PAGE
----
Aydin Mirzaee (Fellow.app)  26:50

Yeah, I mean, I loved your example of, you know, let’s not just put more diverse faces on our website, what are the relevant places and dividing those two buckets from an talent perspective, make a lot of sense to me, I do want to hear some examples on performance. Before we go into performance. I mean, you’ve also advised a lot of startups, you talked a little bit about how early stage organizations can think about hiring strategies. One question is, if you’re early stages of a company, you’re building up your company, and you’re thinking about dei and talent and all those things in one. I mean, what are your thoughts around, you know, should di be a separate role in the way that it is at a large number of companies? Or should it be more core and Central? Should the person with the DEA experience actually be running all of talent? Do you have any thoughts around just how you might organize your company, if you have the opportunity to do so?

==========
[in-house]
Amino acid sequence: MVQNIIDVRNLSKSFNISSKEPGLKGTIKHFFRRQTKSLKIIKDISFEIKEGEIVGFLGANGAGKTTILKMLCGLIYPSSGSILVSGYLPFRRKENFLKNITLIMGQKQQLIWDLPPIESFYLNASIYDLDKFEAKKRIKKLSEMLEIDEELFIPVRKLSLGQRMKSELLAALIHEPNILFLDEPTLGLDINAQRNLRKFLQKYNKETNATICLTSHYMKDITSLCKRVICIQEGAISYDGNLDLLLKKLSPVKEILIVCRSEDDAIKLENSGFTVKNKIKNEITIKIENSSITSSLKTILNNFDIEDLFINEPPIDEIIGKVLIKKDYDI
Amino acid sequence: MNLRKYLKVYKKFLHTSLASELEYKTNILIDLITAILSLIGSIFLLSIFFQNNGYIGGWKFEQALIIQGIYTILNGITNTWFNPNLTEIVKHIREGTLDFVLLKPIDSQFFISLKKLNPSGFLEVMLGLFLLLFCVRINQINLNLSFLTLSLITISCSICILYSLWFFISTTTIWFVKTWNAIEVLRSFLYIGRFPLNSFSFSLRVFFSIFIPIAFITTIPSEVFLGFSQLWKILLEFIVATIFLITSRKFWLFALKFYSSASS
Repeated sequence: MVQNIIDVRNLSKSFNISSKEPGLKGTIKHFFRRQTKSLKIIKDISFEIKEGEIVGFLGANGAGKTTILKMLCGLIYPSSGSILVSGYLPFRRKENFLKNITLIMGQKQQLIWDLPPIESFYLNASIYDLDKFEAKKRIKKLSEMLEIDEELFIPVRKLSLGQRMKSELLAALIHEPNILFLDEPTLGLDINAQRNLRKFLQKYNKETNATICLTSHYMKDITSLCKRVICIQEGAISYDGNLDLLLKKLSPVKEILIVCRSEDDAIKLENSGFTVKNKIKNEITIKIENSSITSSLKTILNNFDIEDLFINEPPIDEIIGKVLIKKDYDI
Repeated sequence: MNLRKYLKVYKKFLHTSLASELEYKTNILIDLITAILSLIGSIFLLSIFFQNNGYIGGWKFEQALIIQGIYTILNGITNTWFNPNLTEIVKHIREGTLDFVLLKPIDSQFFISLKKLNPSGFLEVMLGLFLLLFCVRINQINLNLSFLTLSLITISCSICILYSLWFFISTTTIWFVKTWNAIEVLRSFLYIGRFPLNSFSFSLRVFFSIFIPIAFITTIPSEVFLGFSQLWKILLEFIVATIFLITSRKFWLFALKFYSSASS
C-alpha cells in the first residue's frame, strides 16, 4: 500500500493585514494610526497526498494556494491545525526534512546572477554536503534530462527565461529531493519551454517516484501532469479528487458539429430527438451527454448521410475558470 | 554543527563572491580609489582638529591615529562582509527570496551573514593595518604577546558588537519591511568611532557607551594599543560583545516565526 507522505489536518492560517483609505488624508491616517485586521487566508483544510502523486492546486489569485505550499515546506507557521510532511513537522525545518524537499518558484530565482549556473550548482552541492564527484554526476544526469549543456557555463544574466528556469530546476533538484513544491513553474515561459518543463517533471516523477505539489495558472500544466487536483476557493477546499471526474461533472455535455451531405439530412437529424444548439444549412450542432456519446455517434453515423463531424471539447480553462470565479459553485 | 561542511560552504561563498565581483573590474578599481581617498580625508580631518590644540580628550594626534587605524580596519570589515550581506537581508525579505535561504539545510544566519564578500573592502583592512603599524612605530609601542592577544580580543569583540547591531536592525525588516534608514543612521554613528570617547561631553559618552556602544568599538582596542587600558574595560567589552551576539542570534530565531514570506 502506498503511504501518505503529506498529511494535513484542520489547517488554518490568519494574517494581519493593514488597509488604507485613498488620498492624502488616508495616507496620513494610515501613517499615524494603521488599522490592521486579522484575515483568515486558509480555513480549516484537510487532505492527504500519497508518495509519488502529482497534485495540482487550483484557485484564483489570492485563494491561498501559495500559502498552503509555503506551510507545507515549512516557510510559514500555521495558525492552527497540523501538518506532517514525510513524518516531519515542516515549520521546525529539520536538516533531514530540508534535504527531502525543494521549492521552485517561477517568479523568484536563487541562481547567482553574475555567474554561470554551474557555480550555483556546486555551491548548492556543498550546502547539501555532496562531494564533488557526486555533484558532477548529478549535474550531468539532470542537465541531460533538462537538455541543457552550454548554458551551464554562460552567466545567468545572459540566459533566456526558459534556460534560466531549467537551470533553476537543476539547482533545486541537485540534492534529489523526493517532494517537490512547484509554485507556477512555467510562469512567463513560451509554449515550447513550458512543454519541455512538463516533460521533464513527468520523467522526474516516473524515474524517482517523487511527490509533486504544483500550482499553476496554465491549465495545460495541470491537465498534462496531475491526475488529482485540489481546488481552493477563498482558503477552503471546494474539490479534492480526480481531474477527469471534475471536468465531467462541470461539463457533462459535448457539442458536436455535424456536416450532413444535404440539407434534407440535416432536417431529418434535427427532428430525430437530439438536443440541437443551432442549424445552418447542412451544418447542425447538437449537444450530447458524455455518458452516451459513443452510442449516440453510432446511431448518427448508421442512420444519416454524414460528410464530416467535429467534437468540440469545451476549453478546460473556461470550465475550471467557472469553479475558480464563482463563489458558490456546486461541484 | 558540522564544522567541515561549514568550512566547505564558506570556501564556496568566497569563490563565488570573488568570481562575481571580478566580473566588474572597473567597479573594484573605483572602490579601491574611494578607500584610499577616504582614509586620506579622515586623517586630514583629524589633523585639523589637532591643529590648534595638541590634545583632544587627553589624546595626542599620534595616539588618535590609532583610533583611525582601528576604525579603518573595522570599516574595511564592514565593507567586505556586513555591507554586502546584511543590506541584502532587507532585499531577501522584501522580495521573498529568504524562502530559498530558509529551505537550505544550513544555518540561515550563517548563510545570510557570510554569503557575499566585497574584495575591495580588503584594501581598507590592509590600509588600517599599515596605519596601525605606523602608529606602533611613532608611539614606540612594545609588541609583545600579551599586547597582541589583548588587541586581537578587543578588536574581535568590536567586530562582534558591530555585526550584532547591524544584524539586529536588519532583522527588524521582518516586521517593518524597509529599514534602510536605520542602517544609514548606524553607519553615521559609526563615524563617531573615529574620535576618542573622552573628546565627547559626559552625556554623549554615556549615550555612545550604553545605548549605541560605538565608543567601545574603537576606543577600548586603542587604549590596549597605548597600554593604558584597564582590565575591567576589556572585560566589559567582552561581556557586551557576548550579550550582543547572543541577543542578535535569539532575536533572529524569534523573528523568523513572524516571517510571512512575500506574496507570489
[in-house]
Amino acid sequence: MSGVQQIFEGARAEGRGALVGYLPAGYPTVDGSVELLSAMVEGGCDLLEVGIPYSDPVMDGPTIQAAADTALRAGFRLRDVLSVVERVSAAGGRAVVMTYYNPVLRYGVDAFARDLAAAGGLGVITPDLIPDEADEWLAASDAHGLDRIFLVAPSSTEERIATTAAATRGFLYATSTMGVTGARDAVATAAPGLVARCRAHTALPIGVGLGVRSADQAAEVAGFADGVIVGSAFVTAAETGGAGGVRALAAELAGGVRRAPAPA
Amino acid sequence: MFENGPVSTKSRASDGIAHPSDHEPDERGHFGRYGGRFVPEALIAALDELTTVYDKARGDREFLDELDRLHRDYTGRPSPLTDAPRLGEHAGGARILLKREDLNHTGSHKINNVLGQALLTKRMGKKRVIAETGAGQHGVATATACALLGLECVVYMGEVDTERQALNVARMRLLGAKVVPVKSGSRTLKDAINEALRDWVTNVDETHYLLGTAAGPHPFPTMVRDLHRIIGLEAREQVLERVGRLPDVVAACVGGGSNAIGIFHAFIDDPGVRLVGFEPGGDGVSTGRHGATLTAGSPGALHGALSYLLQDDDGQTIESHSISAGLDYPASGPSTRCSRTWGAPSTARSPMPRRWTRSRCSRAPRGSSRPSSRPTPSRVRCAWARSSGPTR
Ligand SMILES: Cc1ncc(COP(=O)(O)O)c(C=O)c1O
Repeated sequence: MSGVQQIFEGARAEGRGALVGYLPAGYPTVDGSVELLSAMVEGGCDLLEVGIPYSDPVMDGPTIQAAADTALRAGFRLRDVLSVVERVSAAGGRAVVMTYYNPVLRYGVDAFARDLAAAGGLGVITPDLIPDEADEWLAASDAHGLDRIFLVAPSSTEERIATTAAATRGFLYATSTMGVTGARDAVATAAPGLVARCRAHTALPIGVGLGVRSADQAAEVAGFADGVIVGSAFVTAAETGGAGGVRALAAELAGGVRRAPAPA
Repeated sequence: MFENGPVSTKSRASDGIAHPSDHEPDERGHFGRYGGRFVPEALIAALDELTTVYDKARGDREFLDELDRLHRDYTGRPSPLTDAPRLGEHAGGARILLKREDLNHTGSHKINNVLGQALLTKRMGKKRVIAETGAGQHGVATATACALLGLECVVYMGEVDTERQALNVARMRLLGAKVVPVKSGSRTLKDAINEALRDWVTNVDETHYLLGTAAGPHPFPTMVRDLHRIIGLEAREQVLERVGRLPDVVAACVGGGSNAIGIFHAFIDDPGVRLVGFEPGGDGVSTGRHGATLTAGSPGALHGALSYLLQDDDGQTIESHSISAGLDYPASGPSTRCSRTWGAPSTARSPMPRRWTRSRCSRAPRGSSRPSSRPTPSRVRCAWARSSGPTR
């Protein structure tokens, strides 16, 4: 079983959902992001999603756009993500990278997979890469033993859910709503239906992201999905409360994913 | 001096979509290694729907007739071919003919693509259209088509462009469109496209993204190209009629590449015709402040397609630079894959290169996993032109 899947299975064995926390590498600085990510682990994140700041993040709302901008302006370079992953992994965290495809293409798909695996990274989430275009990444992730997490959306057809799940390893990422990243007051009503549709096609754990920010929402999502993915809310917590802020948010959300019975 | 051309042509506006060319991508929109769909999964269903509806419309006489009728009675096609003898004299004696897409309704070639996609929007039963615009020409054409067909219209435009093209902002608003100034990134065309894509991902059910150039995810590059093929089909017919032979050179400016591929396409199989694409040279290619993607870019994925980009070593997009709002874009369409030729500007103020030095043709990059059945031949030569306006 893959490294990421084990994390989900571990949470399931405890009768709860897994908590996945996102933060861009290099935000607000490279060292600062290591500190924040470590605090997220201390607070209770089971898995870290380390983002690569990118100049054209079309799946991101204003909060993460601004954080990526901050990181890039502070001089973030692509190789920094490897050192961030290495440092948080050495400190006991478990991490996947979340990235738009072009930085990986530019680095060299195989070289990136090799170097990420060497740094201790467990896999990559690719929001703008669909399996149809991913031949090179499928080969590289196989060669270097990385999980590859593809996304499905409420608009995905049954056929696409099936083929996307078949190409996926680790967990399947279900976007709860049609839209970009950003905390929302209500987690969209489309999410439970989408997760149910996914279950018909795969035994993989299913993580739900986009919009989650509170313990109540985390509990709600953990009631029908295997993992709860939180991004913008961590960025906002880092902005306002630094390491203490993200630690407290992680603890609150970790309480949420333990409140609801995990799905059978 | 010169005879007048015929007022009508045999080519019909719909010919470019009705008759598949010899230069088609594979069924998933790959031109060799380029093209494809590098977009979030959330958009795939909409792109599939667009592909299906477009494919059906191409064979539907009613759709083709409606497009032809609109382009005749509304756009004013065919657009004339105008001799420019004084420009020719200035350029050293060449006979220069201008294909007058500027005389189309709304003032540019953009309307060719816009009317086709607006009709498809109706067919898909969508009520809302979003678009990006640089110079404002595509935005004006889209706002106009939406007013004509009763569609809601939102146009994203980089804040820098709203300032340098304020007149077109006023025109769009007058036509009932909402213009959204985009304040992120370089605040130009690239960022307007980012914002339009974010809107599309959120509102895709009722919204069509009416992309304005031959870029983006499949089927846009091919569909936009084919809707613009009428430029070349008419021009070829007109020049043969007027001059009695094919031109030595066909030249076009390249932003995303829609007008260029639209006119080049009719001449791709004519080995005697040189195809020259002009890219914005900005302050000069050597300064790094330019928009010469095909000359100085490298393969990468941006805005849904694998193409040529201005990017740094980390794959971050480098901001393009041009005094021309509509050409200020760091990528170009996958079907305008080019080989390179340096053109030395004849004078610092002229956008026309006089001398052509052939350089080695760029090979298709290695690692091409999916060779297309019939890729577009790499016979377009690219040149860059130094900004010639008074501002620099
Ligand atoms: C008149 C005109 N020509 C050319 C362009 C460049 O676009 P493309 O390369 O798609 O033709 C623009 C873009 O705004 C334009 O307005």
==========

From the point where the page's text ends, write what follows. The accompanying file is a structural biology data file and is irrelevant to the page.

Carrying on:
Vijay Pendakur  27:45